— The Jargon File, Version 4.0.0

... no relation to auroral phenomena. "It appeared to be a definite body." Motion too fast for a cloud, but "nothing could be more unlike the rush of a meteor." In the Philosophical Magazine, 5-15-318, J. Rand Capron, in a lengthy paper, alludes throughout to this phenomenon as an "auroral beam," but he lists many observations upon its "torpedo-shape," and one observation upon a "dark nucleus" in it—host of most confusing observations—estimates ...
— The Book of the Damned • Charles Fort

... be too often pointed out that in this annexation, the starting-point of our troubles, Great Britain, however mistaken she may have been, had no possible selfish interest in view. There were no Rand mines in those days, nor was there anything in the country to tempt the most covetous. An empty treasury and two expensive native wars were the reversion which we took over. It was honestly considered ...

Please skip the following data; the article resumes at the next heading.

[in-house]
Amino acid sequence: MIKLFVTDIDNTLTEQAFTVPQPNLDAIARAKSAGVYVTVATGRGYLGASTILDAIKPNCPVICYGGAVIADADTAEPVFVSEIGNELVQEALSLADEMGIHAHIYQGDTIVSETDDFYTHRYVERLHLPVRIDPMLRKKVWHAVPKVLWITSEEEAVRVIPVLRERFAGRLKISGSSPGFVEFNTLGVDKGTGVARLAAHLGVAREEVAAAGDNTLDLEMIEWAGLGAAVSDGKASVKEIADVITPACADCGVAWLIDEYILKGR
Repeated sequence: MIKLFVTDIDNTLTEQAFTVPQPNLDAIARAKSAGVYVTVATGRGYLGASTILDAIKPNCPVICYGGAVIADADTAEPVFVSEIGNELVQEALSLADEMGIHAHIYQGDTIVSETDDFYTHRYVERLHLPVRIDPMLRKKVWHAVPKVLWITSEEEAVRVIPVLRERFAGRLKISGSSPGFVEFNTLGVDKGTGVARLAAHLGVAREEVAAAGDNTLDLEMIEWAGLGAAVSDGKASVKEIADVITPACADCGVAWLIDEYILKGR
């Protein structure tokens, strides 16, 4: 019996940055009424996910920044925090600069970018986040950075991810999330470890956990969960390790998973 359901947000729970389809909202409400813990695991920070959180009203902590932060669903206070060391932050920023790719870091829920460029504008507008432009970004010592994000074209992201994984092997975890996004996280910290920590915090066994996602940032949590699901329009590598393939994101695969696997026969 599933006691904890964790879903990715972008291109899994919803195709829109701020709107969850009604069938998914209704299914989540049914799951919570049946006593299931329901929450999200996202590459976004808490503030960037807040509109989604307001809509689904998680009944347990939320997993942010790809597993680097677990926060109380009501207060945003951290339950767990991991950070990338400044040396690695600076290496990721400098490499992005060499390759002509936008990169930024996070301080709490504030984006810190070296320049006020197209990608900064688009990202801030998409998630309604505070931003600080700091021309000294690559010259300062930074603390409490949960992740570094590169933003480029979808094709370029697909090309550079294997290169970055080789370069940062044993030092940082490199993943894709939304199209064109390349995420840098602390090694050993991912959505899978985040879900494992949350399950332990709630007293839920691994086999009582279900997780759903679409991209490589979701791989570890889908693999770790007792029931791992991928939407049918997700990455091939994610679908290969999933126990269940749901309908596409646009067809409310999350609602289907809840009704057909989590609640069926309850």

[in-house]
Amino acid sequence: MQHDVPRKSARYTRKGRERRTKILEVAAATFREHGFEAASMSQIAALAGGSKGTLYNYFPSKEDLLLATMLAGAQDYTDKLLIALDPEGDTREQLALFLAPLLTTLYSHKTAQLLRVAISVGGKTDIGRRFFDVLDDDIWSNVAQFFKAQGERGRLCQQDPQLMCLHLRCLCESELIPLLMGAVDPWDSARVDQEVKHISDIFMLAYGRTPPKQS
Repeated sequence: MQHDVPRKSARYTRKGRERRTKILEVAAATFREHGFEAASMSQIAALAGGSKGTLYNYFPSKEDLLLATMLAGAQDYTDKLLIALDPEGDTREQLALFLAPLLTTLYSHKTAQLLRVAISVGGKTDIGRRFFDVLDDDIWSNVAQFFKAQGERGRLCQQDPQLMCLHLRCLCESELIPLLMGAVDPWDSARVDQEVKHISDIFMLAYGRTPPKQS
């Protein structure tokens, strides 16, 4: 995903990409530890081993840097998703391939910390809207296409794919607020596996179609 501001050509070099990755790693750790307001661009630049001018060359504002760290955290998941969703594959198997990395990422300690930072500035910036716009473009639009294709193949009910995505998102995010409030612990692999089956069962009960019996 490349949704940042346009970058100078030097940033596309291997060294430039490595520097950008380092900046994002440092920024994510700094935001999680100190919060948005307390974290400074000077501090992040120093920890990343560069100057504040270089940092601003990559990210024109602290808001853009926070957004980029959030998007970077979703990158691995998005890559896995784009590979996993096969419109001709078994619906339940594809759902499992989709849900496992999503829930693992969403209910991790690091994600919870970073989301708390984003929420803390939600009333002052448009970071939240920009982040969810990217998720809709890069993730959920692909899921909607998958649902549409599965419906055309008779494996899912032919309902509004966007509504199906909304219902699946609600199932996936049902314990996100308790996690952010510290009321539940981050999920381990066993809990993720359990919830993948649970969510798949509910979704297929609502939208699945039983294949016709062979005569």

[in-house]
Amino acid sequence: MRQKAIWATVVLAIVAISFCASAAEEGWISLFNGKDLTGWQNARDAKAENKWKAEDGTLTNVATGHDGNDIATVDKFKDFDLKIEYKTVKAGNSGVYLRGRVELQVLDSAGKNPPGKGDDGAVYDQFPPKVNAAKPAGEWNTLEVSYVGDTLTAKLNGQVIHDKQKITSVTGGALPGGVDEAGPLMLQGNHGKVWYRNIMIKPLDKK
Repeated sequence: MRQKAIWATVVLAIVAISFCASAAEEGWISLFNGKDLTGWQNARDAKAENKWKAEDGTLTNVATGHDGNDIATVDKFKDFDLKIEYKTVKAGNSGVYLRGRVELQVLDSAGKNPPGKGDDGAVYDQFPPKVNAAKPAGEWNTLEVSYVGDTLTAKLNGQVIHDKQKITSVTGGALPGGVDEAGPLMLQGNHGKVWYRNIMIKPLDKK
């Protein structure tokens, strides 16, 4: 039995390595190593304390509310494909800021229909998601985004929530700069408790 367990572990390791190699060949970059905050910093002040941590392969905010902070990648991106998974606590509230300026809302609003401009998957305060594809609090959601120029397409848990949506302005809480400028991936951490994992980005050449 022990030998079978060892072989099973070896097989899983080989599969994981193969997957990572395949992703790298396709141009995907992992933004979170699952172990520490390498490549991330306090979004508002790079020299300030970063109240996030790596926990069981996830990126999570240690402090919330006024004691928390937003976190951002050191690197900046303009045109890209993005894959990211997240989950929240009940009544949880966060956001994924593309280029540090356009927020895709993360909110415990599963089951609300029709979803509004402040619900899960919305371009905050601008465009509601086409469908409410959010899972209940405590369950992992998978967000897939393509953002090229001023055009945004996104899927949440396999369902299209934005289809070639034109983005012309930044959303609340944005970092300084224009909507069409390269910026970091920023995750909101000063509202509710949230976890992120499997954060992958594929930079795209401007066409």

— The War in South Africa - Its Cause and Conduct • Arthur Conan Doyle

... Jimmy Rand, after having carefully inserted in his hymn book a copy of Diamond Dick's latest exploits, forgot to read it. And the row of little boys whose mothers always made them sit in the very first pew never so much as thought of kicking each other's shins or passing a hard pinch down ...
— Green Valley • Katharine Reynolds

... Society for the year 1863 is a very pleasant paper by the late Dr. Ephraim Eliot, giving an account of the leading physicians of Boston during the last quarter of the last century. The names of Lloyd, Gardiner, Welsh, Rand, Bulfinch, Danforth, John Warren, Jeffries, are all famous in local history, and are commemorated in our medical biographies. One of them, at least, appears to have been more widely known, not only as one of the first aerial voyagers, but as an explorer in the ...
— Medical Essays • Oliver Wendell Holmes, Sr.

... South part of Groton, (Mass.) with a new and well-finished House, Barn, & Out-houses, and Aqueduct, pleasantly situated, where a Tavern has been kept for the last seven years;—a part of the whole will be sold, as best suits the purchaser. For further particulars, inquire of THO's B. RAND, of Charlestown, or the Subscriber, living ...
— The Bay State Monthly, Vol. 1, Issue 1. - A Massachusetts Magazine of Literature, History, - Biography, And State Progress • Various